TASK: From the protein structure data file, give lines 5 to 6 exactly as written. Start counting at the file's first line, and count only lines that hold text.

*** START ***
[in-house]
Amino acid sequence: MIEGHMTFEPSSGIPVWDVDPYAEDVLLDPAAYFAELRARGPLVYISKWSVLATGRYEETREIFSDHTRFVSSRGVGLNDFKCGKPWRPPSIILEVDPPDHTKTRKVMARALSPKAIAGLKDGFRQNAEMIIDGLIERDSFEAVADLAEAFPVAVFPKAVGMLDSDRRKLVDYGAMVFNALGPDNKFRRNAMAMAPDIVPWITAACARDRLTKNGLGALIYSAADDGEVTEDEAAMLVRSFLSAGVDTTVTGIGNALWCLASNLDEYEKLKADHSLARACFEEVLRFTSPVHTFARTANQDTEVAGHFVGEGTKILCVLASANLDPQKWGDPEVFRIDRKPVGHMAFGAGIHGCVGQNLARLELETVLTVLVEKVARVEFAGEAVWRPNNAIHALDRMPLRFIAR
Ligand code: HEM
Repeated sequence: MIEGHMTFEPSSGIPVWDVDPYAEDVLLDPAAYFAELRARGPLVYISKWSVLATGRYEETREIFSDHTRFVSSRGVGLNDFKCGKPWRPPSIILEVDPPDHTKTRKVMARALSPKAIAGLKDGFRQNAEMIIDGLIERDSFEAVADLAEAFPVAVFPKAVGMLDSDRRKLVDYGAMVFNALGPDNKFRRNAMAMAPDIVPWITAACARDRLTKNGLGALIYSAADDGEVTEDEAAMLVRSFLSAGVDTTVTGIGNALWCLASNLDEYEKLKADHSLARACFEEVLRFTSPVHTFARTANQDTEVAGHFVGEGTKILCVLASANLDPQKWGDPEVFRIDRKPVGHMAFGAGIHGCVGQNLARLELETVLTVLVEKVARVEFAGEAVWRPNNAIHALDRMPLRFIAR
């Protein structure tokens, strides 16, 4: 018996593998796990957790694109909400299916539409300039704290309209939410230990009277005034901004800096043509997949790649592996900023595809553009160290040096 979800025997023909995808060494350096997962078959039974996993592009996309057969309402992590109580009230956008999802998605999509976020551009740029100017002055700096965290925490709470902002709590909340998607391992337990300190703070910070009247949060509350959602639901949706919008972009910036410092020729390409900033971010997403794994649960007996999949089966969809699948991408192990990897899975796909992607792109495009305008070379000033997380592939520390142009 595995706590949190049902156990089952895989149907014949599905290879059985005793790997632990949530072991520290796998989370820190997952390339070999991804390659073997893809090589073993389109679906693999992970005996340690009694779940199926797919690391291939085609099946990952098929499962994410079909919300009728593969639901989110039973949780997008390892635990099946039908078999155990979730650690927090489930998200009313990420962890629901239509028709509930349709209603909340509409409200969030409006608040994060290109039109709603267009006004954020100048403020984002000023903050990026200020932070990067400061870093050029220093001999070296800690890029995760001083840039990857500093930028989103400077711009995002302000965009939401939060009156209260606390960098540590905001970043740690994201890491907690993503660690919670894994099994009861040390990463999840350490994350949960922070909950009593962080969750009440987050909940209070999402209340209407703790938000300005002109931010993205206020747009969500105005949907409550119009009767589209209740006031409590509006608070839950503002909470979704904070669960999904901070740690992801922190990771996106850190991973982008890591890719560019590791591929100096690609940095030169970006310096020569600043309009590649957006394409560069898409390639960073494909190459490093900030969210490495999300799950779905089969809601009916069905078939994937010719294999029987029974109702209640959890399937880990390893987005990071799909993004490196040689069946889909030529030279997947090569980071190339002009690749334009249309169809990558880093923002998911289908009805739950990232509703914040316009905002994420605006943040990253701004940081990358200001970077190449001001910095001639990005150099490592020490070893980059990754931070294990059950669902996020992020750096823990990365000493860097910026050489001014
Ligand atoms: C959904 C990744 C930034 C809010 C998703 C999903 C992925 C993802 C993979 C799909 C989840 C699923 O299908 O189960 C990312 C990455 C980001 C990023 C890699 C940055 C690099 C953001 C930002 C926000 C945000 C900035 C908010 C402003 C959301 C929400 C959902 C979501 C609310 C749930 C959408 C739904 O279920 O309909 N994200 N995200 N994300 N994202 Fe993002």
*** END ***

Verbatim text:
């Protein structure tokens, strides 16, 4: 018996593998796990957790694109909400299916539409300039704290309209939410230990009277005034901004800096043509997949790649592996900023595809553009160290040096 979800025997023909995808060494350096997962078959039974996993592009996309057969309402992590109580009230956008999802998605999509976020551009740029100017002055700096965290925490709470902002709590909340998607391992337990300190703070910070009247949060509350959602639901949706919008972009910036410092020729390409900033971010997403794994649960007996999949089966969809699948991408192990990897899975796909992607792109495009305008070379000033997380592939520390142009 595995706590949190049902156990089952895989149907014949599905290879059985005793790997632990949530072991520290796998989370820190997952390339070999991804390659073997893809090589073993389109679906693999992970005996340690009694779940199926797919690391291939085609099946990952098929499962994410079909919300009728593969639901989110039973949780997008390892635990099946039908078999155990979730650690927090489930998200009313990420962890629901239509028709509930349709209603909340509409409200969030409006608040994060290109039109709603267009006004954020100048403020984002000023903050990026200020932070990067400061870093050029220093001999070296800690890029995760001083840039990857500093930028989103400077711009995002302000965009939401939060009156209260606390960098540590905001970043740690994201890491907690993503660690919670894994099994009861040390990463999840350490994350949960922070909950009593962080969750009440987050909940209070999402209340209407703790938000300005002109931010993205206020747009969500105005949907409550119009009767589209209740006031409590509006608070839950503002909470979704904070669960999904901070740690992801922190990771996106850190991973982008890591890719560019590791591929100096690609940095030169970006310096020569600043309009590649957006394409560069898409390639960073494909190459490093900030969210490495999300799950779905089969809601009916069905078939994937010719294999029987029974109702209640959890399937880990390893987005990071799909993004490196040689069946889909030529030279997947090569980071190339002009690749334009249309169809990558880093923002998911289908009805739950990232509703914040316009905002994420605006943040990253701004940081990358200001970077190449001001910095001639990005150099490592020490070893980059990754931070294990059950669902996020992020750096823990990365000493860097910026050489001014
Ligand atoms: C959904 C990744 C930034 C809010 C998703 C999903 C992925 C993802 C993979 C799909 C989840 C699923 O299908 O189960 C990312 C990455 C980001 C990023 C890699 C940055 C690099 C953001 C930002 C926000 C945000 C900035 C908010 C402003 C959301 C929400 C959902 C979501 C609310 C749930 C959408 C739904 O279920 O309909 N994200 N995200 N994300 N994202 Fe993002």